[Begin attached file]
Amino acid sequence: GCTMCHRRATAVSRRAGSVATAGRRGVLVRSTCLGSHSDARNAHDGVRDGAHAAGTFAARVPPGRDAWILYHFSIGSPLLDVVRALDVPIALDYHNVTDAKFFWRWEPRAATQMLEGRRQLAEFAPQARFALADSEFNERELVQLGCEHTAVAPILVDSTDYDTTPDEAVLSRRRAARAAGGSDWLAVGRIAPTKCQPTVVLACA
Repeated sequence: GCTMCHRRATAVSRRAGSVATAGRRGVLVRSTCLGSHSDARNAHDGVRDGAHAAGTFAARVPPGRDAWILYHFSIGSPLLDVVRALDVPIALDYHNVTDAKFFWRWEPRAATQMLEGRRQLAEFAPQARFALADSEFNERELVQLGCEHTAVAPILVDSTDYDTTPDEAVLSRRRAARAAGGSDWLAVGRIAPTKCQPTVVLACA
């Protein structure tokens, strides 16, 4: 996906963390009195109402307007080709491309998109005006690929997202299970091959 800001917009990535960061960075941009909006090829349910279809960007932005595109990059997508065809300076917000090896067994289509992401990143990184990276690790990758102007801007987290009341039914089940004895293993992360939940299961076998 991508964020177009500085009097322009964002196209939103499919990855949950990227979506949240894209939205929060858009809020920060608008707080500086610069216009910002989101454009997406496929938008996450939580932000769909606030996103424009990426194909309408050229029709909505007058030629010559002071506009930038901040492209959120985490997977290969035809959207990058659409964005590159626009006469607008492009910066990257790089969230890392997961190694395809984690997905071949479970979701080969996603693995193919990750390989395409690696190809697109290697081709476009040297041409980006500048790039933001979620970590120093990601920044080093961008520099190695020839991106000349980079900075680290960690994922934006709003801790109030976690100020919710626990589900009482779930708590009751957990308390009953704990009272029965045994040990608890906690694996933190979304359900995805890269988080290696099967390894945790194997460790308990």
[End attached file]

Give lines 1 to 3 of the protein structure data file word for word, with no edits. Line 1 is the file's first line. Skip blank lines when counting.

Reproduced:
Amino acid sequence: GCTMCHRRATAVSRRAGSVATAGRRGVLVRSTCLGSHSDARNAHDGVRDGAHAAGTFAARVPPGRDAWILYHFSIGSPLLDVVRALDVPIALDYHNVTDAKFFWRWEPRAATQMLEGRRQLAEFAPQARFALADSEFNERELVQLGCEHTAVAPILVDSTDYDTTPDEAVLSRRRAARAAGGSDWLAVGRIAPTKCQPTVVLACA
Repeated sequence: GCTMCHRRATAVSRRAGSVATAGRRGVLVRSTCLGSHSDARNAHDGVRDGAHAAGTFAARVPPGRDAWILYHFSIGSPLLDVVRALDVPIALDYHNVTDAKFFWRWEPRAATQMLEGRRQLAEFAPQARFALADSEFNERELVQLGCEHTAVAPILVDSTDYDTTPDEAVLSRRRAARAAGGSDWLAVGRIAPTKCQPTVVLACA
């Protein structure tokens, strides 16, 4: 996906963390009195109402307007080709491309998109005006690929997202299970091959 800001917009990535960061960075941009909006090829349910279809960007932005595109990059997508065809300076917000090896067994289509992401990143990184990276690790990758102007801007987290009341039914089940004895293993992360939940299961076998 991508964020177009500085009097322009964002196209939103499919990855949950990227979506949240894209939205929060858009809020920060608008707080500086610069216009910002989101454009997406496929938008996450939580932000769909606030996103424009990426194909309408050229029709909505007058030629010559002071506009930038901040492209959120985490997977290969035809959207990058659409964005590159626009006469607008492009910066990257790089969230890392997961190694395809984690997905071949479970979701080969996603693995193919990750390989395409690696190809697109290697081709476009040297041409980006500048790039933001979620970590120093990601920044080093961008520099190695020839991106000349980079900075680290960690994922934006709003801790109030976690100020919710626990589900009482779930708590009751957990308390009953704990009272029965045994040990608890906690694996933190979304359900995805890269988080290696099967390894945790194997460790308990």